Some, Shimon Peres included, have proposed a massive international effort to rebuild Lebanon - a Marshall Plan of sorts. It's important, for both political and moral reasons, that this happen and that Israel take part in it. Such a program would be both a way to ensure that the south is rebuilt by someone other than Hizbullah, and a chance to make good on the promise that Israel is not at war with the Lebanese people. But aid programs, especially major ones, always take time to plan and implement, and there's a great deal that can't wait for the international community to get its act together.

For this reason, I will match up to US $1250 in reader donations for reconstruction of southern Lebanon and up to US $750 to rebuild northern Israel. I strongly encourage Israeli and Jewish readers to donate to Lebanese charities and vice versa, but that isn't mandatory; I will match all donations to non-extremist-controlled charities up to the stated sum. For those who may not be sure where to contribute, this portal, which links to charities helping both countries, may provide a starting point.

This is a marvellous thing to do, and I'll be giving what little I can in the suggested ratio. Jonathan points to a list of safe charities. Please give whatever you can. It's the right, as well as the self-interested, thing to do.

Hilzoy of Obsidianwings has already run a similar drive.

Wednesday, August 16, 2006

Notes from all over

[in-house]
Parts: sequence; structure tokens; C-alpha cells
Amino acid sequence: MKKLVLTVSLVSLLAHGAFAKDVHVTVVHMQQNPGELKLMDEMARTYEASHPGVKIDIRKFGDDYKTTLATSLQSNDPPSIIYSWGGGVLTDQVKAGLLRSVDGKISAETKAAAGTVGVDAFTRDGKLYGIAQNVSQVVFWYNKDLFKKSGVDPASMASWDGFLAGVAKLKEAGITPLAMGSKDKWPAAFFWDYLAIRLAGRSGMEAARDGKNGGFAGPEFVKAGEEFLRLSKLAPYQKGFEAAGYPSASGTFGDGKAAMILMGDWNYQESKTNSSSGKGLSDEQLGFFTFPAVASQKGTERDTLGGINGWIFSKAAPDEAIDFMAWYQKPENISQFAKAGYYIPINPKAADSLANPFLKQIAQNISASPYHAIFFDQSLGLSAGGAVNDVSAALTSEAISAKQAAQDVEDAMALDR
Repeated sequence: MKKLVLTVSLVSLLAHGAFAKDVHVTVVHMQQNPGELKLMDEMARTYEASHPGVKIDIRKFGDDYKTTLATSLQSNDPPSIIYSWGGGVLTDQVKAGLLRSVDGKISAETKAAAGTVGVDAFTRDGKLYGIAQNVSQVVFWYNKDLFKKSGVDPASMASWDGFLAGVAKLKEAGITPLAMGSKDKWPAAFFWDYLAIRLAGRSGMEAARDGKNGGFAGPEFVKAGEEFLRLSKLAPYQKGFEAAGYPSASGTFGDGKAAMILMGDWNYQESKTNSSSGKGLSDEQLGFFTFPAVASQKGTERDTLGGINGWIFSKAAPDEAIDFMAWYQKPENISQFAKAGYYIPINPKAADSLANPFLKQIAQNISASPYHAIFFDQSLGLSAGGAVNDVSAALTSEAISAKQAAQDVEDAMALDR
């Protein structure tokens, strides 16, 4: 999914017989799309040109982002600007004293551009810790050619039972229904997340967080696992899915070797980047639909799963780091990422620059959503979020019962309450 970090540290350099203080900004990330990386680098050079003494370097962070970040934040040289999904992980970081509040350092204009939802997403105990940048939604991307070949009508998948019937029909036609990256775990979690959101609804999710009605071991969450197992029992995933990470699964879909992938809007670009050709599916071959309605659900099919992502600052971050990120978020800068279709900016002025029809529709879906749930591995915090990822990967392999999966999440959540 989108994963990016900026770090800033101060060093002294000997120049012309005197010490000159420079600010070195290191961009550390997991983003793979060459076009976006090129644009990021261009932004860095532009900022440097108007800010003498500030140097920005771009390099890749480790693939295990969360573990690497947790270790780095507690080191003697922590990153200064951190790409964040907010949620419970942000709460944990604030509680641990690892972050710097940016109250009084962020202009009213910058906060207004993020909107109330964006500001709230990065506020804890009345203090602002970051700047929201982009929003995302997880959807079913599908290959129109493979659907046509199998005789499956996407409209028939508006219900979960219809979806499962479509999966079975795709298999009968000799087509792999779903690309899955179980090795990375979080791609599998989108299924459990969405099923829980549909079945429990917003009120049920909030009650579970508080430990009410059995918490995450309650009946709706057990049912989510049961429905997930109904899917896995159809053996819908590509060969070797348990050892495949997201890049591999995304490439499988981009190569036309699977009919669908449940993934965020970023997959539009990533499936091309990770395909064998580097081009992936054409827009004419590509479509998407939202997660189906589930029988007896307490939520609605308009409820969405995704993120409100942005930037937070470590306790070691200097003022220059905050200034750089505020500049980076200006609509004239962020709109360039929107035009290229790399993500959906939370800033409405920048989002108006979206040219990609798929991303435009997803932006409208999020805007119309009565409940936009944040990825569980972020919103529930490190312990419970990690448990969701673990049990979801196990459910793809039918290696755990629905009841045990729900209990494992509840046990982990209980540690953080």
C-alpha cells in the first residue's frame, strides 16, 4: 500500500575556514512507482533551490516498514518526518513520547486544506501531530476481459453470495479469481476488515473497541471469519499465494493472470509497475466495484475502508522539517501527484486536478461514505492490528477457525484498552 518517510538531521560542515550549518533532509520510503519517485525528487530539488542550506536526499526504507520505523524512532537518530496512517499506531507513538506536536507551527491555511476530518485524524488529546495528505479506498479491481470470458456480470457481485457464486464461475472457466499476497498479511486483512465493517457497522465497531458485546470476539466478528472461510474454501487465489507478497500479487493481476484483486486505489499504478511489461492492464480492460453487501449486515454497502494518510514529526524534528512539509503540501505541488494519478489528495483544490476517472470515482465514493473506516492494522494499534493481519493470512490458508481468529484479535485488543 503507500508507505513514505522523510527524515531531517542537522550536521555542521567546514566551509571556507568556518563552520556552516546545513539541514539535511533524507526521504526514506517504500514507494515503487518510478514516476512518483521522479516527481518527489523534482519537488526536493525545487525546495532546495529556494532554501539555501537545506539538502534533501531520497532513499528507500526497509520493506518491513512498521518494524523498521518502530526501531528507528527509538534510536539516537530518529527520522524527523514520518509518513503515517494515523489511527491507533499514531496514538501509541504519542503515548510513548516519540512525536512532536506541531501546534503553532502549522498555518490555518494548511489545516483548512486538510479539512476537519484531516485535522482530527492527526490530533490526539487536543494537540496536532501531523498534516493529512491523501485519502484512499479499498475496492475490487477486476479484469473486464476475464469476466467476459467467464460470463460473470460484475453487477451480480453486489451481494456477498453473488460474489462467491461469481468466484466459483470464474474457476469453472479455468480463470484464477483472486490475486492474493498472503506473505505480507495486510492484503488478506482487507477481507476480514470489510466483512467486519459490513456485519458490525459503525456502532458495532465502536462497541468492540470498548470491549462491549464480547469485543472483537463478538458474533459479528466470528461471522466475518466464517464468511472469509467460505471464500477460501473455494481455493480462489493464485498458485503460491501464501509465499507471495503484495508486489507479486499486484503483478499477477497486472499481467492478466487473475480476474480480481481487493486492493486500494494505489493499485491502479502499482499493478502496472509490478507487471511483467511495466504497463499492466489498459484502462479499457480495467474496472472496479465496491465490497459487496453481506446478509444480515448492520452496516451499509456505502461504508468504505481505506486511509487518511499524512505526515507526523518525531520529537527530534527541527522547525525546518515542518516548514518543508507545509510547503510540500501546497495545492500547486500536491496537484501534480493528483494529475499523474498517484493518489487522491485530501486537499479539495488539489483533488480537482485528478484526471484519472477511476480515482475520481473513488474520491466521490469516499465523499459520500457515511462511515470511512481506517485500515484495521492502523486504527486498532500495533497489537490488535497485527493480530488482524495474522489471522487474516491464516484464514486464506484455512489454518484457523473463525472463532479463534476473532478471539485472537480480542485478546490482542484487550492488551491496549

Diane Stinton, who teaches at Daystar, has a new book out on African christologies; here's a review. (via Commonweal)

Billmon coins a word, punditburo, that needed coining.

The BBC has a dedicated Pronunciation Research Unit; three full-time pronunciation linguists (orthoeptists, they're called) who maintain and update a 200,000-entry database of pronunciations. More here, greatest hits here. (via languagehat)

Me, sparring with Deogol, over at his.

Google tries to stop people using google as a verb, looks ridiculous. (slashdot, via Yglesias)

Friday, August 04, 2006

every whole is smaller than its parts

Either there's an infinite hierarchy of composition for concrete objects, or there isn't. If there are basic parts of concrete objects, themselves without parts, then the basic parts have real magnitude, for if they didn’t, then neither would composite concrete objects.

Now, suppose A is a composite concrete object. A has at least three parts: its proper parts and at least one improper part (A itself). But the improper part is identical to A and hence has the same magnitude as A. However, all the proper parts have real magnitude and are each distinct from the other, as well as the whole and the improper part. Hence, for any composite object built out of basic parts, the sum of the magnitude of its parts is always greater than the magnitude of the object. So, either there is no end to composition, or every composite object has a magnitude smaller than the the combined magnitude of its parts.

Wednesday, August 02, 2006

Lebanese Christians

Here's a Lebanese-American Christian blog; the writer has family in both places. (via politicaltheory, and this interesting article).

Reason # 310976886 to not buy the Times, ever.

This wonderful editorial.